Wednesday, November 28, 2007

Puschkinia

Puschkinia scilloides v. libanotica
Striped Squill


From humble beginnings great things can happen. We have all seen pictures of vast expanses in lawns or beds, under trees and in gardens of carpets of color from spring bulbs that have burst into bloom. Today I planted a small sack of small bulbs, the Striped Squill. It is a petite thing with striped ice blue flowers and has been called a naturalizer or even invasive by others. If these Squill should like it here, will I perhaps live long enough to see this small sack turn into a carpet of cool ice blue?














One of the generous gifts from Hank of A Lake County Point Of View, there is still a treasure trove of seeds to go through, I planted these bulbs on the opposite side of the garden path from where I planted the other blue flowering Scilla bulbs from Elizabeth at Garden Rant. Both of these blue bulbs are touted as vigorous naturalizers and self seeders. One day perhaps each will cross the path and they might mingle with each other in harmony.

9 comments:

chuck b. said...

Did Hank send you some of the Digitalis purpurea 'Apricot Beauty' I gave (traded) w/ him? That would be cool.

Love that squill! Awesome!

Christopher C. NC said...

Why yes indeed Hank did send me some Digitalis 'Apricot Beauty' via Chuck B. among many other great seeds. I am a bit perplexed about seed germination at the moment, not having a space or all the acoutremonts for cold climate germination. I'm thinking once my basement patio is done a section of it will become a temporary growing area.

The County Clerk said...

You guys... no more credit is needed. Christopher, this stuff is part of YOUR story now, not mine.

Yes, Chuck shared the beautiful Digitalis with BOTH of us. Truly exclellent behavior on his part in my opinion.

Layanee at Ledge and Garden shared some beautyberry with both of us as well. That's a bush. I'm messing about withe some of those seeds now to see what is is what. I'll know more soon.

As for propogation, start the Digitalis inside first when it is still cold(long germination) . It takes a full year to get to flower. And almost every single seed will germinate... so be aware of that. Then, after the Digitalis is up and going, start a few of this and that. The Hollyhocks will do fine if you start them relatively late. The Datura is quick germintor too... but you'll want flowers THAT SEASON so don't wait too long.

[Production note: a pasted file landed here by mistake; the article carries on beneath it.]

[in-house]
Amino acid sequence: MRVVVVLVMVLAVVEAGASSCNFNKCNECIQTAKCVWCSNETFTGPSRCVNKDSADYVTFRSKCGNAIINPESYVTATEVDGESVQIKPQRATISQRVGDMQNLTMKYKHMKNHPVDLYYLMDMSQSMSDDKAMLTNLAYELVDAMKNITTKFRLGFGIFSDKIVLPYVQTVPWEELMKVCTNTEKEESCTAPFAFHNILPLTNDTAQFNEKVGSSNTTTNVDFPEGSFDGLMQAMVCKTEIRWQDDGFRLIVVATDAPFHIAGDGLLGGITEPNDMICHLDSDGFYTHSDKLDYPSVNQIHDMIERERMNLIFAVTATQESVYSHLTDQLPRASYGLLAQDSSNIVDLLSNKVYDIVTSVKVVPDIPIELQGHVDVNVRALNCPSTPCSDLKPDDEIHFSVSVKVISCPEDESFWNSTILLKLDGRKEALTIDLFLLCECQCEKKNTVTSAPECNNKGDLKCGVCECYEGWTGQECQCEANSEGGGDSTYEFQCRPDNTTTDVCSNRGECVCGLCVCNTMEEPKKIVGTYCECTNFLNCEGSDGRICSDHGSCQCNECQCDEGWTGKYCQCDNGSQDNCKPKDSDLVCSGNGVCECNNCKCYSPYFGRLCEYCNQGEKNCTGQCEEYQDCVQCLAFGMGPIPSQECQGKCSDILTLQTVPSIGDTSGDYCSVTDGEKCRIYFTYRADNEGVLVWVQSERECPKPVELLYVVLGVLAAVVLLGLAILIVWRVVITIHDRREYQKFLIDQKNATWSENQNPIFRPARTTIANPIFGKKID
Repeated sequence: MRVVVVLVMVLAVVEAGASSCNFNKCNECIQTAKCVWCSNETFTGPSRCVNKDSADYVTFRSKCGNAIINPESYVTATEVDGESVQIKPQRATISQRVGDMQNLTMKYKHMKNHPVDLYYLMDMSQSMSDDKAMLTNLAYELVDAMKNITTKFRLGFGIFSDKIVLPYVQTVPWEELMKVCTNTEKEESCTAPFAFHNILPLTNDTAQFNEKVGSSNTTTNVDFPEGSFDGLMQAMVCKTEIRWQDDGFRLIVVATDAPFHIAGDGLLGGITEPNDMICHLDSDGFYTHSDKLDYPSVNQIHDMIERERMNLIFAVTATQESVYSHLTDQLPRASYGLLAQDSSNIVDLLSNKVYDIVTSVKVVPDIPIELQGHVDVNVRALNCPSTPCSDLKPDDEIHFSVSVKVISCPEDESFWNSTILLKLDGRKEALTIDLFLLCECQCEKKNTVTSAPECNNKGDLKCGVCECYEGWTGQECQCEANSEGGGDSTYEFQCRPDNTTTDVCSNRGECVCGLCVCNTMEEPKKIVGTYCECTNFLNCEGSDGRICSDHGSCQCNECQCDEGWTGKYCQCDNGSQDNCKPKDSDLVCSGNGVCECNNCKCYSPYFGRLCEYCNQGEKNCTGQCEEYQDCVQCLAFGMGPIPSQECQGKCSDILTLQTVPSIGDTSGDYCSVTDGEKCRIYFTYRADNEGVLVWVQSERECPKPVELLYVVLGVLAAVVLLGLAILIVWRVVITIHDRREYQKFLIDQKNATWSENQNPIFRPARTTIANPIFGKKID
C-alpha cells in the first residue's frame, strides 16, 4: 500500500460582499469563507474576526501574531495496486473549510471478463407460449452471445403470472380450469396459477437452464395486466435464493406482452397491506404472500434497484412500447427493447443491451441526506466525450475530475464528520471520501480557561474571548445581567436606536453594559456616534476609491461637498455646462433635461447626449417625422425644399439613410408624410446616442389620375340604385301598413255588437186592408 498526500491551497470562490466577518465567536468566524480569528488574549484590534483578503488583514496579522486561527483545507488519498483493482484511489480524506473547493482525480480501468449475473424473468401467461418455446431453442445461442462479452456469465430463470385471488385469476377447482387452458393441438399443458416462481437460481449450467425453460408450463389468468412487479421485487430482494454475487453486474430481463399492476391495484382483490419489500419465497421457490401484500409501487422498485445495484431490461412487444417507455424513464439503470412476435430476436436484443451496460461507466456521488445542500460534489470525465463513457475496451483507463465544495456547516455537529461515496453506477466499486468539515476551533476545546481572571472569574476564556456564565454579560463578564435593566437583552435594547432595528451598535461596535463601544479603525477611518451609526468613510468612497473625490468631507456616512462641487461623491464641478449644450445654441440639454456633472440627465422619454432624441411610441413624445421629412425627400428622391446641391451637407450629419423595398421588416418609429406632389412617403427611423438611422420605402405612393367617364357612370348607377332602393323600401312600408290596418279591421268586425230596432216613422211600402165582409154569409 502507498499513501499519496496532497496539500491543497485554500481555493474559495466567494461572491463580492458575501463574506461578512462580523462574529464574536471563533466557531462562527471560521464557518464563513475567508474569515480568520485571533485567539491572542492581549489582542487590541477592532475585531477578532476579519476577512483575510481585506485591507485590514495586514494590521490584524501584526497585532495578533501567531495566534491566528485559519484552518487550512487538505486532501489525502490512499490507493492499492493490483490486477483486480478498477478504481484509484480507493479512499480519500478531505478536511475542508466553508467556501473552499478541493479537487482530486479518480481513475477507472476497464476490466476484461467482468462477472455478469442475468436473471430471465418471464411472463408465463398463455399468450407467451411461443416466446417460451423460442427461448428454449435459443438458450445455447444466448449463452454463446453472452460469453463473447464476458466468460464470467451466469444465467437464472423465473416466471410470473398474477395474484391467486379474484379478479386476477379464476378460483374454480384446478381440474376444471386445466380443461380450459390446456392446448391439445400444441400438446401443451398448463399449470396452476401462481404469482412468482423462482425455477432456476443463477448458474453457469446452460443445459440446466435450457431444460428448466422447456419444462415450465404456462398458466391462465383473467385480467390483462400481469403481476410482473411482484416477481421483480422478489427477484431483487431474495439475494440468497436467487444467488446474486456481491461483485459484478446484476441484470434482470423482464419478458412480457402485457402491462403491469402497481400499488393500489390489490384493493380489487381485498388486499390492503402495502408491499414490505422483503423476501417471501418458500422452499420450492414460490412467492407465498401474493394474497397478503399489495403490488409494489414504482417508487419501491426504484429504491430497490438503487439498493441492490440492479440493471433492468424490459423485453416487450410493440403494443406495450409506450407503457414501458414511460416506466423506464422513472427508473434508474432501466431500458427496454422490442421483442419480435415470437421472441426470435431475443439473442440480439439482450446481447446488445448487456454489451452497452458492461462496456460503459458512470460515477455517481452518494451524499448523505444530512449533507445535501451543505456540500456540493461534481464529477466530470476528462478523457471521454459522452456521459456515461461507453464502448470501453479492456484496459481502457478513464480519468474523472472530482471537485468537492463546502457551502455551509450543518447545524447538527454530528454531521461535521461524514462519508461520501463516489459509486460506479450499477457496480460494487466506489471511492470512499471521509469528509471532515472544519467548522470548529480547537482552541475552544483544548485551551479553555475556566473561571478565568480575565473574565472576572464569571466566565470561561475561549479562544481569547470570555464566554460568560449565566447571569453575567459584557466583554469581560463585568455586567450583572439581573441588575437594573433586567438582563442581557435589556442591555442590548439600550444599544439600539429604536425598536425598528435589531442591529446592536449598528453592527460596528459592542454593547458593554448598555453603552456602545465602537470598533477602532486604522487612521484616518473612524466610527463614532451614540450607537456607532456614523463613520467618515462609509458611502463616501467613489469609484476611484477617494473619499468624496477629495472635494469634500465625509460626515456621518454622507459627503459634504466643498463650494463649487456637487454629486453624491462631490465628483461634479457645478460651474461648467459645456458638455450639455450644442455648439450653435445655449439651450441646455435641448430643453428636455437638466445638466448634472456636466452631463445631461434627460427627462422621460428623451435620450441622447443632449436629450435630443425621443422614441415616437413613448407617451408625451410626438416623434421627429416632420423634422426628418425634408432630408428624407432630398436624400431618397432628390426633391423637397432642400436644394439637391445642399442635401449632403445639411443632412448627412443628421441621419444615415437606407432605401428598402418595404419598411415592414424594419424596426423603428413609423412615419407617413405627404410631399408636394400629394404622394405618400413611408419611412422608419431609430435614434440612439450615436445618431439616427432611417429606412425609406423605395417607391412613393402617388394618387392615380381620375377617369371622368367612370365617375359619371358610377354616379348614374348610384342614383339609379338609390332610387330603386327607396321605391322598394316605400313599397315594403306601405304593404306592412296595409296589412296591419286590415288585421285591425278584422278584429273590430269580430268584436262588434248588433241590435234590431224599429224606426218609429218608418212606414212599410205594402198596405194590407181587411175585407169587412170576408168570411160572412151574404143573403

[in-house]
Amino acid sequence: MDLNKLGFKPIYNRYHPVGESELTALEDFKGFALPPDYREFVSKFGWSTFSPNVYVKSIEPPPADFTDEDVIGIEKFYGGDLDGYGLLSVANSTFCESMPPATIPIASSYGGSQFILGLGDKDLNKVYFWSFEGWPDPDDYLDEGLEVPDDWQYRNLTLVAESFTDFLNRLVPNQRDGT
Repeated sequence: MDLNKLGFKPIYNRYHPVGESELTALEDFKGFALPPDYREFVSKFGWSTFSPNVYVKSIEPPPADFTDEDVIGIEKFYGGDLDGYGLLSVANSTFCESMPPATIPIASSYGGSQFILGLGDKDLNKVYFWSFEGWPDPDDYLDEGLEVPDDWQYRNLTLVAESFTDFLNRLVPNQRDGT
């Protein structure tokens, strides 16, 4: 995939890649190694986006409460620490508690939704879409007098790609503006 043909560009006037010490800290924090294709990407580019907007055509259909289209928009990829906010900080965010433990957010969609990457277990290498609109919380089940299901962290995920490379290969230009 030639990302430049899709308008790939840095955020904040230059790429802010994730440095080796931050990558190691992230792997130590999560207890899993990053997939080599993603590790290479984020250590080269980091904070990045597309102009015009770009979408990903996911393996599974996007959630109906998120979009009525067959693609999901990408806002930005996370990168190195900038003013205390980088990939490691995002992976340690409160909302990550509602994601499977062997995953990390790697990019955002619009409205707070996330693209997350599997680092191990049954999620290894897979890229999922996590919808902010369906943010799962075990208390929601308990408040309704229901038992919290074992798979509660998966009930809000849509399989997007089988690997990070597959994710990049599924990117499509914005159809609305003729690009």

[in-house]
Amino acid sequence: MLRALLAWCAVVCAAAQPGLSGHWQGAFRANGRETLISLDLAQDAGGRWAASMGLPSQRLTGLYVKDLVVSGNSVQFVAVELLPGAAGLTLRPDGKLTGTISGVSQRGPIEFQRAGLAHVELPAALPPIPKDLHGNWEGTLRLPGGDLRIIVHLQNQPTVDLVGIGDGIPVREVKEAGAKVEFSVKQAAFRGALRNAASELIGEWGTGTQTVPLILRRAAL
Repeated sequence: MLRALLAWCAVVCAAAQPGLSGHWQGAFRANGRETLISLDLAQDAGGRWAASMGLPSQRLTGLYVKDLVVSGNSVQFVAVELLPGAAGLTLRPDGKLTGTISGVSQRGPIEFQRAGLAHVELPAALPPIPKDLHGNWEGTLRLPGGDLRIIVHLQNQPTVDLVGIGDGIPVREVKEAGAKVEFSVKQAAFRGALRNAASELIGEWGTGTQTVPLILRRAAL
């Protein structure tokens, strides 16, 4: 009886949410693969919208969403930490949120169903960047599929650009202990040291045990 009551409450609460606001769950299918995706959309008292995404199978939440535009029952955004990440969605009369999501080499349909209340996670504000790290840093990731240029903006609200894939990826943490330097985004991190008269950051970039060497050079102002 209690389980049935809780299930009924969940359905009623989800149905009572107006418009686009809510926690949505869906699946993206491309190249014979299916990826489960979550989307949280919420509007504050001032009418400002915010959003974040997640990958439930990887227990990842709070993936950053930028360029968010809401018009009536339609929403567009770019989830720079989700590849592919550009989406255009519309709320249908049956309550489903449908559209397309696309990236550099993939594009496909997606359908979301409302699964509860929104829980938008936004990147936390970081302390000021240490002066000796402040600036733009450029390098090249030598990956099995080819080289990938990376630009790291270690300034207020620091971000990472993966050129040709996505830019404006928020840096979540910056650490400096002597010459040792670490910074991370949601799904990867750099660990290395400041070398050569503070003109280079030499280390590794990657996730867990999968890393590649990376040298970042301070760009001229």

I appreciate the the credit, but the truth is that I envious of the land and trying to participate vicariously a little. Your place is going to be great!

At this moment I have a geranium maderense going CRAZY inside. That came to be from a tip from Chuck.

And yes... the striped squill is WONDERFUL stuff. One of my faves. What's not to like, right!

Christopher, thanks again but it is all good.

- Accoutrements? Do you need some seed trays or small little pots? I have some. Also, I use dixie cups where I've drilled holes in the bottoms of them... tubes at a time. The benefit of THEM is they allow for deep rooted seedling to get a better start. Roots can do DOWN. And you can sharpie info on the cup itself. It just looks strange is all.

Christopher C. NC said...

I have tons and tons of pots and trays. The resident gardeners have a decades old stash. Typical gardeners, they can't throw them away, they come in handy when you need them and I of course have been saving mine from purchases. Sterile potting mix is easy to purchase.

Space, light and warmth are the things I lack. It wouldn't be prudent to turn my borrowed home into a greenhouse. Maybe just one small shelf by the west window. Hmmm?

Pam/Digging said...

Nice to get passalongs even via the mail. I look forward to seeing how your bulbs do in NC.

Christopher C. NC said...

Pam I can already see how the anticipation of bulb flowers in the spring can get folks through a winter. I don't know why I find it so odd that a round bulb planted now takes three to five months to appear from the ground and then bloom. That time frame really isn't that different from planting small starts of shrubs or gingers and heliconia in the tropics to reach a blooming size.

Blackswamp_Girl said...

Christopher, I don't know about the datura, but I know you can winter sow the digitalis and hollyhocks outside. I use milk cartons and such for winter sowing, and an out-of-the-way corner of the patio should be fine (although you would want to put them up on a table or something if you get too much interest in the seeds from small rodents)...

Christopher C. NC said...

Thanks Kim. Winter Sowing!

You would think I would remember such a thing after getting into a major tussle with the self appointed high priestess of Winter Sowing, the one and only Trudzilla from GardenWeb.

lisa said...

Oh goody! I planted squill too, now I can cheer for and observe both! Hank and Chuck are very generous and cool dudes...that digitalis is going to be taking over the continent! (That's not a bad thing, of course.)